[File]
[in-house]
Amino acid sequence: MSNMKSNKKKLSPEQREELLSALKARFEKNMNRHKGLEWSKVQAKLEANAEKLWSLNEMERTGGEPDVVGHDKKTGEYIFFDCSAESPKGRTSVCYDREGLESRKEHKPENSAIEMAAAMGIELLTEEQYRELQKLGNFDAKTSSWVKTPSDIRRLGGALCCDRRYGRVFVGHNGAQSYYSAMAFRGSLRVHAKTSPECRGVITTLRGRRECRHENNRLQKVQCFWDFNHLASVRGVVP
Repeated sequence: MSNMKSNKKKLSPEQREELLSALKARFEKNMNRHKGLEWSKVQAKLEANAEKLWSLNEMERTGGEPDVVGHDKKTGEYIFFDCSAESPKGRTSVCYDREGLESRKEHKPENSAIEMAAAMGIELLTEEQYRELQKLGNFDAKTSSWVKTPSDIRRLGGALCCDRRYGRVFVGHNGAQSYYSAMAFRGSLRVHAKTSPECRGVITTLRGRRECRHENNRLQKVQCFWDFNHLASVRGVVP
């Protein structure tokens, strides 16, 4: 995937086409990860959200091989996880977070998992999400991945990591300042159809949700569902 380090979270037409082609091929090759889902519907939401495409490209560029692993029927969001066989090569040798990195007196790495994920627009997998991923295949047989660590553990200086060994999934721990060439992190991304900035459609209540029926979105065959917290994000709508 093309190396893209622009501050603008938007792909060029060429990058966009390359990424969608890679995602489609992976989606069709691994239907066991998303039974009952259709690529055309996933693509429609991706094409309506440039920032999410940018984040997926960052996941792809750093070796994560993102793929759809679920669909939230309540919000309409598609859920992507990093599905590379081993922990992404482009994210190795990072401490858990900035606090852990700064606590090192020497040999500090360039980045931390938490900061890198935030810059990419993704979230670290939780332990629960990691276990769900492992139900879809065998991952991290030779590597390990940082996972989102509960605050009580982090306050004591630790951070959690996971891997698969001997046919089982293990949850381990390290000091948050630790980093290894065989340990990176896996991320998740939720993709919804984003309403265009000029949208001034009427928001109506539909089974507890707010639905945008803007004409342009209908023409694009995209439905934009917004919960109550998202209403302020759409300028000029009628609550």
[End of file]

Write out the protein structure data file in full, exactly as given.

[in-house]
Amino acid sequence: MSNMKSNKKKLSPEQREELLSALKARFEKNMNRHKGLEWSKVQAKLEANAEKLWSLNEMERTGGEPDVVGHDKKTGEYIFFDCSAESPKGRTSVCYDREGLESRKEHKPENSAIEMAAAMGIELLTEEQYRELQKLGNFDAKTSSWVKTPSDIRRLGGALCCDRRYGRVFVGHNGAQSYYSAMAFRGSLRVHAKTSPECRGVITTLRGRRECRHENNRLQKVQCFWDFNHLASVRGVVP
Repeated sequence: MSNMKSNKKKLSPEQREELLSALKARFEKNMNRHKGLEWSKVQAKLEANAEKLWSLNEMERTGGEPDVVGHDKKTGEYIFFDCSAESPKGRTSVCYDREGLESRKEHKPENSAIEMAAAMGIELLTEEQYRELQKLGNFDAKTSSWVKTPSDIRRLGGALCCDRRYGRVFVGHNGAQSYYSAMAFRGSLRVHAKTSPECRGVITTLRGRRECRHENNRLQKVQCFWDFNHLASVRGVVP
């Protein structure tokens, strides 16, 4: 995937086409990860959200091989996880977070998992999400991945990591300042159809949700569902 380090979270037409082609091929090759889902519907939401495409490209560029692993029927969001066989090569040798990195007196790495994920627009997998991923295949047989660590553990200086060994999934721990060439992190991304900035459609209540029926979105065959917290994000709508 093309190396893209622009501050603008938007792909060029060429990058966009390359990424969608890679995602489609992976989606069709691994239907066991998303039974009952259709690529055309996933693509429609991706094409309506440039920032999410940018984040997926960052996941792809750093070796994560993102793929759809679920669909939230309540919000309409598609859920992507990093599905590379081993922990992404482009994210190795990072401490858990900035606090852990700064606590090192020497040999500090360039980045931390938490900061890198935030810059990419993704979230670290939780332990629960990691276990769900492992139900879809065998991952991290030779590597390990940082996972989102509960605050009580982090306050004591630790951070959690996971891997698969001997046919089982293990949850381990390290000091948050630790980093290894065989340990990176896996991320998740939720993709919804984003309403265009000029949208001034009427928001109506539909089974507890707010639905945008803007004409342009209908023409694009995209439905934009917004919960109550998202209403302020759409300028000029009628609550």